The money, Jones said, is enough to eliminate a loan he would have had to take out otherwise.

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posted by: Threefifths on June 9, 2014  9:01am

Eugene Jones (pictured) of Career High School will follow in the footsteps of his cousins, who were past NHSF recipients in the past. Jones received the $1,000 Dwight and Helen Culler Memorial Fund scholarship and will attend UConn. He plans to study business management and accounting.

The money, Jones said, is enough to eliminate a loan he would have had to take out otherwise

This will be waiting for him and others.

Degree? Check. Enthusiasm? Check. Job? Not So Fast.
Brooklyn College Graduates Step In to Depressing Job Market


http://www.nytimes.com/2014/06/09/nyregion/brooklyn-college-graduates-step-in-to-depressing-job-market.html?smid=fb-share&_r=0

posted by: Gretchen Pritchard on June 9, 2014  12:04pm

So what do you suggest he do, 3/5?  NOT go to college?  Just give up?

posted by: Threefifths on June 9, 2014  1:48pm

posted by: Gretchen Pritchard on June 9, 2014 12:04pm
So what do you suggest he do, 3/5?  NOT go to college?  Just give up?

I suggest that in High Schools,Students in there Sophomore start taking the test for Civil Service Jobs.Most of my children and family made there money in Civil Service Jobs.I myself work for 30 years for the state of New York. College today is nothing but a loan shark mill.Case and point.I went to hunter college in 1971 fro 35.00 a credit.I had a 1971 BMW 2002,The payment was 160.00 month with car insurance in my car note.In America today, approximately two-thirds of all college students graduate with student loan debt, and the average debt level has been steadily rising. In fact,one study found that “70 percent of the class of 2013 is graduating with college-related debt averaging $35,200 including federal,state and private loans, as well as debt owed to family and accumulated through credit cards.Could you imagine investing four or five years and tens of thousands of dollars in a college degree and then working a job that does not even require a degree? When I worked for the state of new York under Civil Service,I made more money then those with college Degrees.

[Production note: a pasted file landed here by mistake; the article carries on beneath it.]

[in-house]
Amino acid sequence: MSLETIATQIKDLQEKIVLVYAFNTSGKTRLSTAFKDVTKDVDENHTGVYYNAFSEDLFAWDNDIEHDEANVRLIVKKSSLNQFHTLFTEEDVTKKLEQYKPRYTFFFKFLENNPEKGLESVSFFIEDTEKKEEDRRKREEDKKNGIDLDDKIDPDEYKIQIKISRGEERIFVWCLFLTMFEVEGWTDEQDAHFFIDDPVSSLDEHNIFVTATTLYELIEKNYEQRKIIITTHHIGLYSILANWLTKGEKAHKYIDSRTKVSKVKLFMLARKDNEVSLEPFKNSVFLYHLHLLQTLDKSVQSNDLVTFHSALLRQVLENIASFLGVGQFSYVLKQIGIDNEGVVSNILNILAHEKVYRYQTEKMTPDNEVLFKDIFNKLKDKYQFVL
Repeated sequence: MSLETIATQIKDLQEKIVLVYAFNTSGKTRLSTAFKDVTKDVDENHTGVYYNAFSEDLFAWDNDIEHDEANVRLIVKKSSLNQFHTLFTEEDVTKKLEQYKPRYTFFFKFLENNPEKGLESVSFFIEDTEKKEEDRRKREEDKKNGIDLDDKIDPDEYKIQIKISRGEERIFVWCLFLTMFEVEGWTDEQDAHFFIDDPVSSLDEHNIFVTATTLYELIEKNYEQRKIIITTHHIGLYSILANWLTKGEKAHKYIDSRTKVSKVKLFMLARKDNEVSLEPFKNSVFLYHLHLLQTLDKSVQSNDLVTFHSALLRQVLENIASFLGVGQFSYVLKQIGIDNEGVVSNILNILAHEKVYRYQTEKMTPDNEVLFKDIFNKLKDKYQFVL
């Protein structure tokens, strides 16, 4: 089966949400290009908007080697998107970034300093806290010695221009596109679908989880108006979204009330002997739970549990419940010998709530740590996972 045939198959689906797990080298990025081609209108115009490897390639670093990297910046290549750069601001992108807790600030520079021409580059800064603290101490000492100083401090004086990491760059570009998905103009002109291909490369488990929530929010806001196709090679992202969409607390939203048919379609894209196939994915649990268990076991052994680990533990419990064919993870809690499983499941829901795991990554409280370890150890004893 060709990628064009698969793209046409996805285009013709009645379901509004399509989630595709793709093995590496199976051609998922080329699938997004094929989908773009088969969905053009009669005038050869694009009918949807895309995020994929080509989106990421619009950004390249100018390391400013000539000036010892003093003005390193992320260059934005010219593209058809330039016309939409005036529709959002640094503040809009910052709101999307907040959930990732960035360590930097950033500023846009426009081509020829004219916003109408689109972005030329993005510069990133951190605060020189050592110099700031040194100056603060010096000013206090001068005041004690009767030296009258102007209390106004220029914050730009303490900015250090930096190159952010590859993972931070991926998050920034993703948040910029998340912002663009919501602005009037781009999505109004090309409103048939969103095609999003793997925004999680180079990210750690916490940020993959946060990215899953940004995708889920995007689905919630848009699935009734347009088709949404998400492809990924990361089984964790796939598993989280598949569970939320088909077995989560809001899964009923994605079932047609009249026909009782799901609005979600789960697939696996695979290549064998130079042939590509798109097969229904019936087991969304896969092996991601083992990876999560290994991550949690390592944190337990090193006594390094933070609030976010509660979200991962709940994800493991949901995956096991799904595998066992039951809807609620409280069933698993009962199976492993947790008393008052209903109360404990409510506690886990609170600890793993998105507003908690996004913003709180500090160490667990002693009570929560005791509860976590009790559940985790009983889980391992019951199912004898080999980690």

My bad Here is a list of civil service jobs that are coming out. Notice the pay and you need no college degree.

http://www.courts.state.ny.us/careers/cot/pdfs/CourtOfficerBrochure.pdf


Bus Operator Jobs With NYC Transit; Pay is $21/Hour Notice no college degree.

http://thechiefleader.com/news/civil_service/bus-operator-jobs-with-nyc-transit-pay-is-hour/article_47d858c4-e05c-11e3-8b26-0017a43b2370.html

posted by: Threefifths on June 9, 2014  1:49pm

Good book Read it.

No Sucker Left Behind: Avoiding the Great College Rip-off.

College is supposed to be an investment that guarantees a student’s success - but this is no longer true. More than one out of three recent (2004) college graduates have jobs that don’t require a college degree. Also, in 2004, more than one million college graduates were unemployed. The result is that the average high-school-only graduate has more money than the average college graduate for about the first 15 years after high school.

http://www.amazon.com/No-Sucker-Left-Behind-Avoiding/dp/1567513786